Report | May 27, 2014
This is an excerpt from the report. To download the full report, please use the link above.
The State of Homelessness in America 2014 is the fourth in a series of reports that chart progress in ending homelessness in the United States. It examines trends in homelessness between 2012 and 2013, trends in populations at-risk of homelessness from 2011 to 2012, trends in assistance available to persons experiencing homelessness, and establishes a baseline from which to measure changes in the homeless assistance system enacted by the Homeless Emergency Assistance and Rapid Transition to Housing (HEARTH) Act.
This report is intended to be a desktop reference for policymakers, journalists, and community and state leaders. Chapter 1 presents national and state trends in homeless populations. Chapter 2 examines trends in populations at-risk of homelessness. Chapter 3 analyzes beds available to homeless persons and usage of those resources, and establishes a baseline from which to examine shifts from transitional housing to rapid re-housing and permanent supportive housing. This report uses the most recently available data from a variety of sources: the U.S. Department of Housing and Urban Development (HUD), U.S. Census Bureau, and the U.S. Bureau of Labor Statistics.
On a single night in January 2013, 610,042 people were experiencing homelessness. From 2012 to 2013, a period of continued slow recovery from the Great Recession, overall homelessness decreased by 3.7 percent and homelessness decreased among every major subpopulation—families (7 percent), chronically homeless individuals (7.3 percent), and veterans (7.3 percent). But nationwide trends do not tell the full story:
31 states saw a decrease in homelessness, while 20 states saw increases in overall homelessness.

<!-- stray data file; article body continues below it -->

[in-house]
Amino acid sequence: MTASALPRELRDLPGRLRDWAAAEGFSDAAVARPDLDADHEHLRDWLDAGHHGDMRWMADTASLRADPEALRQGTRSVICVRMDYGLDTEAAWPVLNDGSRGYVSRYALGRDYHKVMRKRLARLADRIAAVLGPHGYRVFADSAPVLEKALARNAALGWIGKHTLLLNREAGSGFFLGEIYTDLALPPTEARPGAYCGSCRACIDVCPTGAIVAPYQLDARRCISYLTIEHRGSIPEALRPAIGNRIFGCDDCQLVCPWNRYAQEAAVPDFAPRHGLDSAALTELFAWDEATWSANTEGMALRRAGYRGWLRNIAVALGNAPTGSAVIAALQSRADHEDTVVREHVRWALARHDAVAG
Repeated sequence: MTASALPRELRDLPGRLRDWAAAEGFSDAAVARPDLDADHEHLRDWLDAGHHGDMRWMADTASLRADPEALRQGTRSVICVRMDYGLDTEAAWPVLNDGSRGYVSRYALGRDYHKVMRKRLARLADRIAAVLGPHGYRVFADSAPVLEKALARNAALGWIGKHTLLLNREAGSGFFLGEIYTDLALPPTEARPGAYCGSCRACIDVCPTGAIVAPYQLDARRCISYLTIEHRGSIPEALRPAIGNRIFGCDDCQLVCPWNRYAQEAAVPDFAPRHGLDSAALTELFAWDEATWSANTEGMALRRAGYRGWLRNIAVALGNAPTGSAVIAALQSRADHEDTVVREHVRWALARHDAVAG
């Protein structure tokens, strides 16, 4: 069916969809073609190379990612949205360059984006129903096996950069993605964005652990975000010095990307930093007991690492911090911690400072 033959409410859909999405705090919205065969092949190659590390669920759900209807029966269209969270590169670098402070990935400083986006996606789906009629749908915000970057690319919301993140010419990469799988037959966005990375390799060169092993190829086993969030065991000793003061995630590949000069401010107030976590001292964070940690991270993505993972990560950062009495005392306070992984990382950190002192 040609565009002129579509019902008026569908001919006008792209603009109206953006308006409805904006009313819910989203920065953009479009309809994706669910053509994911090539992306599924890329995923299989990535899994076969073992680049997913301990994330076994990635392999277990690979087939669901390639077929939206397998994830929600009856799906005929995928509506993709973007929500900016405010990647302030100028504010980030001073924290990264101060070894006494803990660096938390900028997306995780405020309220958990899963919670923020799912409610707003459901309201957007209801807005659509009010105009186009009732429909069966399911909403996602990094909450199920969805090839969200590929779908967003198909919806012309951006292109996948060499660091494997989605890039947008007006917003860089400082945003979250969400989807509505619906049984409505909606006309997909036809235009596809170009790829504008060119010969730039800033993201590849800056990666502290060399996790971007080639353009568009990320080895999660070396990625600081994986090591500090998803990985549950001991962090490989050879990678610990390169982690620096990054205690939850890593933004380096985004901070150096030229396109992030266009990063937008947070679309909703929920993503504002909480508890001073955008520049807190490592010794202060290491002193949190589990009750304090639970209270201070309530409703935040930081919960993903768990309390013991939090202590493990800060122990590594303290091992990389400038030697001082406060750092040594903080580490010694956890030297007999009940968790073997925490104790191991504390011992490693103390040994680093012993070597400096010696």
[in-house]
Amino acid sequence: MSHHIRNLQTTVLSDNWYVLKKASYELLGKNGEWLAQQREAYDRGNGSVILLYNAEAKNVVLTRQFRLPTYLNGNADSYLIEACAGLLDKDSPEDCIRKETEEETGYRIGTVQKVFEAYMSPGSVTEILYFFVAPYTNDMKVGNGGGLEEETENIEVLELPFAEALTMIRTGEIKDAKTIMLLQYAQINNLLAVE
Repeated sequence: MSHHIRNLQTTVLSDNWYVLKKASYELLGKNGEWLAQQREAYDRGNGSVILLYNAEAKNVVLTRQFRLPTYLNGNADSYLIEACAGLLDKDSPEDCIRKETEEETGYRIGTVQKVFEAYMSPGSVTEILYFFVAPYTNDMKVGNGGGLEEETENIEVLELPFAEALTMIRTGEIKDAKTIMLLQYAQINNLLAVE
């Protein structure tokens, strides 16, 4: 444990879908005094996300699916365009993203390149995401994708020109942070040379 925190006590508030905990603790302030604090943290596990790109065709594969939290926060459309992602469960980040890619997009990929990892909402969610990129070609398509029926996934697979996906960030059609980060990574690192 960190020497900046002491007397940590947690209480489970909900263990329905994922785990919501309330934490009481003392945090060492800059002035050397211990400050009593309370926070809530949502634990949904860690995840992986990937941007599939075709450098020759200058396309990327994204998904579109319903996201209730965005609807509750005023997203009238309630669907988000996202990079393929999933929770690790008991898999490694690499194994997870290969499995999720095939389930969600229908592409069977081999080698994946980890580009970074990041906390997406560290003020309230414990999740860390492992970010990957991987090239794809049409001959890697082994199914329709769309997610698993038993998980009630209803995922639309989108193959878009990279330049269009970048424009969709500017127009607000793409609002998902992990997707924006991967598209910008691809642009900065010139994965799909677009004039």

The national rate of homelessness fell to 19 homeless persons per 10 ,000 people in the general population, but the rate in individual states ranged from 106 in Washington, DC to 8 in Mississippi.
The rate of veteran homelessness fell to 27 homeless veterans per 10,000 veterans in the general population, but the rate in individual states ranged from 28 in Wyoming to 156 in Washington, DC.
Populations at Risk of Homelessness
Homelessness is often described as a “lagging indicator,” meaning it takes time for economic and housing trends to impact trends in homelessness. Examining the trends in populations that would seem to be at particular risk of homelessness may be valuable in anticipating future needs for housing and homelessness assistance. Nationally, unemployment decreased significantly, but trends in the size of other at-risk populations did not improve simultaneously. Additionally, there was great variation among the states:
Nationally, the number of people in poverty increased slightly, by 0.6 percent with 24 states experiencing an increase.
The poverty rate remained unchanged at 15.9 percent, but the rate in individual states ranged from 10 percent in New Hampshire to 24 percent in Mississippi.
Unemployment decreased 9.6 percent nationally and in all but four states from 2011 to 2012 and the unemployment rate ranged state by state from 3 percent in North Dakota to 11 percent in Nevada.